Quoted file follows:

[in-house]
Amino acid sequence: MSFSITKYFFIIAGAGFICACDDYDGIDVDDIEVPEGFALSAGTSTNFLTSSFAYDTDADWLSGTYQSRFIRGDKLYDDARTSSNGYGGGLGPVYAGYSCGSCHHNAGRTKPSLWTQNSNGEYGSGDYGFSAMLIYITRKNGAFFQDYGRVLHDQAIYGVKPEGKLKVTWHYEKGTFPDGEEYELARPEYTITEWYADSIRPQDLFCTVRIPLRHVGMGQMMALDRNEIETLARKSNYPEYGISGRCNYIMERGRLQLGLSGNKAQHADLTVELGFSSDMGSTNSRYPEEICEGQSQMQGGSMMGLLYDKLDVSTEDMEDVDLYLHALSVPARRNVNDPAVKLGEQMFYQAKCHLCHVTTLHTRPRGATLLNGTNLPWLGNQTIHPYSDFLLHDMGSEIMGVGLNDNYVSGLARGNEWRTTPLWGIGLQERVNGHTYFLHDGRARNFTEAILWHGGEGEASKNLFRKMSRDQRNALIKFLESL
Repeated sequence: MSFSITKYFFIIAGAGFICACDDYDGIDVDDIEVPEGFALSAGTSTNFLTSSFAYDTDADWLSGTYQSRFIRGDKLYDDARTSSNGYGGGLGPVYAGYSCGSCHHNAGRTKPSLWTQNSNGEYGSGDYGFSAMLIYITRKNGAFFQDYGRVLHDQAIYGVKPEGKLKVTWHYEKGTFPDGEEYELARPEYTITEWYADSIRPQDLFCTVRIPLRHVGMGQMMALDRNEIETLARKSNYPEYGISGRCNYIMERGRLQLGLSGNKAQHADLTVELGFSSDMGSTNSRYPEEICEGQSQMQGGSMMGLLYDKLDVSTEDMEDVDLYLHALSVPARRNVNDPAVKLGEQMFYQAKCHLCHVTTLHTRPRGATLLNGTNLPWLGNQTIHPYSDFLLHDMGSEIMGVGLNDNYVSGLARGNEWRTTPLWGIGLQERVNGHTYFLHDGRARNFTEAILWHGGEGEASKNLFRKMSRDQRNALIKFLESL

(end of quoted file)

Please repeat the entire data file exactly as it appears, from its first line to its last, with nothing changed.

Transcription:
[in-house]
Amino acid sequence: MSFSITKYFFIIAGAGFICACDDYDGIDVDDIEVPEGFALSAGTSTNFLTSSFAYDTDADWLSGTYQSRFIRGDKLYDDARTSSNGYGGGLGPVYAGYSCGSCHHNAGRTKPSLWTQNSNGEYGSGDYGFSAMLIYITRKNGAFFQDYGRVLHDQAIYGVKPEGKLKVTWHYEKGTFPDGEEYELARPEYTITEWYADSIRPQDLFCTVRIPLRHVGMGQMMALDRNEIETLARKSNYPEYGISGRCNYIMERGRLQLGLSGNKAQHADLTVELGFSSDMGSTNSRYPEEICEGQSQMQGGSMMGLLYDKLDVSTEDMEDVDLYLHALSVPARRNVNDPAVKLGEQMFYQAKCHLCHVTTLHTRPRGATLLNGTNLPWLGNQTIHPYSDFLLHDMGSEIMGVGLNDNYVSGLARGNEWRTTPLWGIGLQERVNGHTYFLHDGRARNFTEAILWHGGEGEASKNLFRKMSRDQRNALIKFLESL
Repeated sequence: MSFSITKYFFIIAGAGFICACDDYDGIDVDDIEVPEGFALSAGTSTNFLTSSFAYDTDADWLSGTYQSRFIRGDKLYDDARTSSNGYGGGLGPVYAGYSCGSCHHNAGRTKPSLWTQNSNGEYGSGDYGFSAMLIYITRKNGAFFQDYGRVLHDQAIYGVKPEGKLKVTWHYEKGTFPDGEEYELARPEYTITEWYADSIRPQDLFCTVRIPLRHVGMGQMMALDRNEIETLARKSNYPEYGISGRCNYIMERGRLQLGLSGNKAQHADLTVELGFSSDMGSTNSRYPEEICEGQSQMQGGSMMGLLYDKLDVSTEDMEDVDLYLHALSVPARRNVNDPAVKLGEQMFYQAKCHLCHVTTLHTRPRGATLLNGTNLPWLGNQTIHPYSDFLLHDMGSEIMGVGLNDNYVSGLARGNEWRTTPLWGIGLQERVNGHTYFLHDGRARNFTEAILWHGGEGEASKNLFRKMSRDQRNALIKFLESL